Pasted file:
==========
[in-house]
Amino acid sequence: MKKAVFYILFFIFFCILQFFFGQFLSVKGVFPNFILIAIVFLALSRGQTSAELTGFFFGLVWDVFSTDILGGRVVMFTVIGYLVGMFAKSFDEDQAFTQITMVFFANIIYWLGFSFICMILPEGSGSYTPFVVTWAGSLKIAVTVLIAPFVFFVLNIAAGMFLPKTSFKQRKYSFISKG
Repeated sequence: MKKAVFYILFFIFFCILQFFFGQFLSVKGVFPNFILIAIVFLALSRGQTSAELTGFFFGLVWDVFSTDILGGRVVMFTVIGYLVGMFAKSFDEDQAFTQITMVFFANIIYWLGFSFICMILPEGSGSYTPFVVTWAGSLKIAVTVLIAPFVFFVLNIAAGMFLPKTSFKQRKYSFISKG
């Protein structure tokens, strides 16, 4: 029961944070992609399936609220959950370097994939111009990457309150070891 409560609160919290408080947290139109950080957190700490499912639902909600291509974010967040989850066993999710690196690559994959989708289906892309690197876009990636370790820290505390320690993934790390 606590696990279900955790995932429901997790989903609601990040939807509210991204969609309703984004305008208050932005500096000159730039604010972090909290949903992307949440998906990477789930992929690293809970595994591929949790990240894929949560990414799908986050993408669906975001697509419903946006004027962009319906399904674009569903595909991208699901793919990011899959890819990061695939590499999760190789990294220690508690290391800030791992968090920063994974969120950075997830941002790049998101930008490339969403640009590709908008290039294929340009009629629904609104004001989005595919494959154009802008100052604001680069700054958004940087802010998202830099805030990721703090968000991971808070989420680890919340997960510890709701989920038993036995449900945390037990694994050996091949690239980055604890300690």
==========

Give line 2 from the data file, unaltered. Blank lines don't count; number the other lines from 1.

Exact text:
Amino acid sequence: MKKAVFYILFFIFFCILQFFFGQFLSVKGVFPNFILIAIVFLALSRGQTSAELTGFFFGLVWDVFSTDILGGRVVMFTVIGYLVGMFAKSFDEDQAFTQITMVFFANIIYWLGFSFICMILPEGSGSYTPFVVTWAGSLKIAVTVLIAPFVFFVLNIAAGMFLPKTSFKQRKYSFISKG